To illustrate that, let me point the reader to my On Alien Languages series. This not only describes the Languages within my Shards Of Divinity campaign, their relationship to each other, and the Rules Structure that I created to go with them, each part also contains a writeup of one of the societies within that campaign. These write-ups were one or two paragraphs long in my Player’s Briefing Notes and a supplemental paragraph or two in my GM’s Briefing Notes. Easily 95% of the material provided on each society to readers of Campaign Mastery was completely original work, expanding greatly on what was known about many of them. In some cases, parts of this additional material had come out in the course of play, but had never been assembled in coherent and complete form before.

Two-to-four paragraphs became eight pages plus – substantially more in some cases. So there’s lots more work to do.

The Process

The process is fairly straightforward, thankfully. Under a number of headings, I will raise a subject about which you need to say something – blank spaces for you to fill. All you have to do is complete one and move on to the next.

Ah, if only it were that simple. There are a couple of wrinkles to take into account.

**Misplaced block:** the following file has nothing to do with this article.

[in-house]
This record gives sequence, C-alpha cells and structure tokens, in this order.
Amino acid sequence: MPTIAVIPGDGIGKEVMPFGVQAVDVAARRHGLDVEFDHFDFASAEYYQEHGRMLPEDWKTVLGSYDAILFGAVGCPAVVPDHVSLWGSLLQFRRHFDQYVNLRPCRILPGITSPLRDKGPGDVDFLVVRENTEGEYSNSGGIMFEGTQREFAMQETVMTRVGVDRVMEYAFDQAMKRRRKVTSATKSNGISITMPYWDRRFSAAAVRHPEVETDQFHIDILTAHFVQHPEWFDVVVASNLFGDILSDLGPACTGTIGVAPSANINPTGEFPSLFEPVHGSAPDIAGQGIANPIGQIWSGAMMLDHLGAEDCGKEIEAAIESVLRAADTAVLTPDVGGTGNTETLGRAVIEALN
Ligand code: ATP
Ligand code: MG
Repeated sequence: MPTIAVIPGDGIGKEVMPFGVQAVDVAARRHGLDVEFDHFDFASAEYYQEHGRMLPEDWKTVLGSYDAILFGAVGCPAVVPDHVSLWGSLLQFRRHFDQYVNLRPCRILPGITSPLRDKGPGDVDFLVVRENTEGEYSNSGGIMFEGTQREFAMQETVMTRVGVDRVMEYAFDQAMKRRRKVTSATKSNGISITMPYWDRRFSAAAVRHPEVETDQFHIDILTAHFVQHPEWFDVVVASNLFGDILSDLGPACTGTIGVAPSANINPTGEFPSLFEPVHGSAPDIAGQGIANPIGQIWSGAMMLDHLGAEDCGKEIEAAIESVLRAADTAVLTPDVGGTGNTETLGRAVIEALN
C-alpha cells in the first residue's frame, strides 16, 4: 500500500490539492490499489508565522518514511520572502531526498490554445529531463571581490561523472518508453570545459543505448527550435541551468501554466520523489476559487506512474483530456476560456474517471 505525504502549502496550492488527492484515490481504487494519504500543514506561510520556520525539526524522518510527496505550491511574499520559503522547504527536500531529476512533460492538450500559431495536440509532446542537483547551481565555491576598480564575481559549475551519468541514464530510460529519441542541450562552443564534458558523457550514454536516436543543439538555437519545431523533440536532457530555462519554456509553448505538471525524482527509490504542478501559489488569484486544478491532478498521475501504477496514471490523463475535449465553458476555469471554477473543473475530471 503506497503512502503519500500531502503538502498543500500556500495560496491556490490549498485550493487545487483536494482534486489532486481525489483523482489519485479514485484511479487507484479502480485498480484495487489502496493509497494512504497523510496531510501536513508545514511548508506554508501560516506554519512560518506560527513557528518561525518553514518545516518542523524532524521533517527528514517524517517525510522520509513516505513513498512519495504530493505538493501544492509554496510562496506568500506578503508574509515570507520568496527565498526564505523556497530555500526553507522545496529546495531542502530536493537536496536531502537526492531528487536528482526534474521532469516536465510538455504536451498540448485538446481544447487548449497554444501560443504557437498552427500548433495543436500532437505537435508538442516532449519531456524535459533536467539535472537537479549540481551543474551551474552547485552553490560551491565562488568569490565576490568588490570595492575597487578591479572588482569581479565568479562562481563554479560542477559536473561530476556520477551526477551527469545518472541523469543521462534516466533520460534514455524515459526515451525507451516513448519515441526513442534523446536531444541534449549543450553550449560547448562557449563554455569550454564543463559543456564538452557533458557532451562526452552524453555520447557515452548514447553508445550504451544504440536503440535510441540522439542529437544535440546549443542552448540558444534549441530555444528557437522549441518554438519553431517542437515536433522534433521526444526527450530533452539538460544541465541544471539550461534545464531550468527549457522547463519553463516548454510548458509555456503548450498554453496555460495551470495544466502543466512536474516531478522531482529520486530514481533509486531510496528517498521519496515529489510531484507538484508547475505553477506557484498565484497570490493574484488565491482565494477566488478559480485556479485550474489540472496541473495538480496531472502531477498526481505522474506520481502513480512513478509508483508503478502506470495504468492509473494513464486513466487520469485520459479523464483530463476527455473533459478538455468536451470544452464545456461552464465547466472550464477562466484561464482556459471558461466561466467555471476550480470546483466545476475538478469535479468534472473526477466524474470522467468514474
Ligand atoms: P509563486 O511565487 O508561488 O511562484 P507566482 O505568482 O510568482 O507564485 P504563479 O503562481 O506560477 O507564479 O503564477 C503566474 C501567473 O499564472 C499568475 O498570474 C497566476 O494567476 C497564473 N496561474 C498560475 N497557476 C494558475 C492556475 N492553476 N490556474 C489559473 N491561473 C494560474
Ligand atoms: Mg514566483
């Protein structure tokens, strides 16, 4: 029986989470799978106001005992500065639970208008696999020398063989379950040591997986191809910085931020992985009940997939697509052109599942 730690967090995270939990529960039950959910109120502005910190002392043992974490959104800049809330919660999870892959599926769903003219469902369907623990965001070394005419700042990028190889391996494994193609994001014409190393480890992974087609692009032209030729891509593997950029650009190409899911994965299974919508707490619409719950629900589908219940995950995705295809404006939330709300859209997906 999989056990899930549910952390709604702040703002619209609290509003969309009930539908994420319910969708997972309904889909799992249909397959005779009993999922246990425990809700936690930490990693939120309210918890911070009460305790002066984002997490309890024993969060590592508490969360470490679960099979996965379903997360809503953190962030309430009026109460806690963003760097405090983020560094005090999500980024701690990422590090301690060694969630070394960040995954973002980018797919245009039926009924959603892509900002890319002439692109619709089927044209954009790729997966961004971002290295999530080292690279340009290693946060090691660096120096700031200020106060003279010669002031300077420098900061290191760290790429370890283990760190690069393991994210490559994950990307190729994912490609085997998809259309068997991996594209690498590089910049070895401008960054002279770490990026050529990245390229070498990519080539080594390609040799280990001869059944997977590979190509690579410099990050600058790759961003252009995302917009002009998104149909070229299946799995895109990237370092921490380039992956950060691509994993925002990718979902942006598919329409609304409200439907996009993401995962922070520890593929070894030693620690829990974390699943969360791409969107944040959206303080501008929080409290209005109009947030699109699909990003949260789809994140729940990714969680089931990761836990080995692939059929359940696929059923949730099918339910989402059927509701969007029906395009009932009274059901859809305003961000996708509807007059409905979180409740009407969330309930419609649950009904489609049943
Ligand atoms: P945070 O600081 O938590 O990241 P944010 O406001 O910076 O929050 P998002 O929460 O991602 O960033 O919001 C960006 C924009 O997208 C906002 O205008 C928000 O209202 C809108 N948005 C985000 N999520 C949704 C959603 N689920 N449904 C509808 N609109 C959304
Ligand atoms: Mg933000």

• Each time you make an entry that pertains to another archetype or race, you have to make corresponding entries in the relevant documents for that archetype or race.
  • There are some entries that require you to scrutinize and compare an archetype or race with each of the others, something that is only practical if all entries have been brought up to the same level of completion. So you can’t deal with one Archetype or Race completely in isolation. I’ve broken the topics into broad sections, and I suggest working on no more than one or two sections at a time – then moving on to the next Archetype or Race and doing those same sections for that group. When you reach the end, go back to the first Archetype or Race and do the next section or two.
The Scope Of Work

There’s an awful lot to get through, so try to limit yourself to one line of text per subject. At most, one paragraph per subject. Keep it brief, and that will keep it flexible.

What Goes Where

The raw facts go into the Players’ Briefing documents – you started compiling one for each archetype and each race last time out. Explanations can go into either the player’s briefing or the GMs equivalent, depending on whether or not the explanation is known to the members of that archetype or race. Any supplementary material goes into the GMs Briefing documents, especially how this is going to impact on subjects that haven’t been considered yet. Again, try to limit yourself to one or two lines per entry, or you’ll be at it forever. You will have an opportunity, once the bare bones have been sketched in, to flesh out these notes.

Deviations From The Source